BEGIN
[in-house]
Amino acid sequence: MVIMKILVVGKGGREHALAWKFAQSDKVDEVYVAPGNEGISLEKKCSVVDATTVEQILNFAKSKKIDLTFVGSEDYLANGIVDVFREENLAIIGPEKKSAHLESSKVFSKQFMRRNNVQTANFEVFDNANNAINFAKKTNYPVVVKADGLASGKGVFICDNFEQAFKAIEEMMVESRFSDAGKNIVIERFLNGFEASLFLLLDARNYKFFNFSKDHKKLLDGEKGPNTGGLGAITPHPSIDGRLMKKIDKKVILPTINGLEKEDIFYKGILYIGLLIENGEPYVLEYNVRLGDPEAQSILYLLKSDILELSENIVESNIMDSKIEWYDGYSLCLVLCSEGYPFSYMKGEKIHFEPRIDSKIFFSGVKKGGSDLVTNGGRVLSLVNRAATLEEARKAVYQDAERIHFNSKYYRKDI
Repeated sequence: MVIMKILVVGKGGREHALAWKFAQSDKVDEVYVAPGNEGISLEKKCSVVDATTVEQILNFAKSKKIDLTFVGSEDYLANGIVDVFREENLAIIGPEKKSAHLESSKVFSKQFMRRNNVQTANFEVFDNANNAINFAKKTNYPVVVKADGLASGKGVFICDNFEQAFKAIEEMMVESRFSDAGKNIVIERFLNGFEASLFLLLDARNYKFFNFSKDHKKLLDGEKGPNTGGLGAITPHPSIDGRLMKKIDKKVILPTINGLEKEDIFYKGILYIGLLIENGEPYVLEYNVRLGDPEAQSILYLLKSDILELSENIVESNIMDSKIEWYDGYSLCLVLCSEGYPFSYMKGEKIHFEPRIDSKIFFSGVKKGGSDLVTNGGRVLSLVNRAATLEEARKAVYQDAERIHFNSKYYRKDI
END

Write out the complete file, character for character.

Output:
[in-house]
Amino acid sequence: MVIMKILVVGKGGREHALAWKFAQSDKVDEVYVAPGNEGISLEKKCSVVDATTVEQILNFAKSKKIDLTFVGSEDYLANGIVDVFREENLAIIGPEKKSAHLESSKVFSKQFMRRNNVQTANFEVFDNANNAINFAKKTNYPVVVKADGLASGKGVFICDNFEQAFKAIEEMMVESRFSDAGKNIVIERFLNGFEASLFLLLDARNYKFFNFSKDHKKLLDGEKGPNTGGLGAITPHPSIDGRLMKKIDKKVILPTINGLEKEDIFYKGILYIGLLIENGEPYVLEYNVRLGDPEAQSILYLLKSDILELSENIVESNIMDSKIEWYDGYSLCLVLCSEGYPFSYMKGEKIHFEPRIDSKIFFSGVKKGGSDLVTNGGRVLSLVNRAATLEEARKAVYQDAERIHFNSKYYRKDI
Repeated sequence: MVIMKILVVGKGGREHALAWKFAQSDKVDEVYVAPGNEGISLEKKCSVVDATTVEQILNFAKSKKIDLTFVGSEDYLANGIVDVFREENLAIIGPEKKSAHLESSKVFSKQFMRRNNVQTANFEVFDNANNAINFAKKTNYPVVVKADGLASGKGVFICDNFEQAFKAIEEMMVESRFSDAGKNIVIERFLNGFEASLFLLLDARNYKFFNFSKDHKKLLDGEKGPNTGGLGAITPHPSIDGRLMKKIDKKVILPTINGLEKEDIFYKGILYIGLLIENGEPYVLEYNVRLGDPEAQSILYLLKSDILELSENIVESNIMDSKIEWYDGYSLCLVLCSEGYPFSYMKGEKIHFEPRIDSKIFFSGVKKGGSDLVTNGGRVLSLVNRAATLEEARKAVYQDAERIHFNSKYYRKDI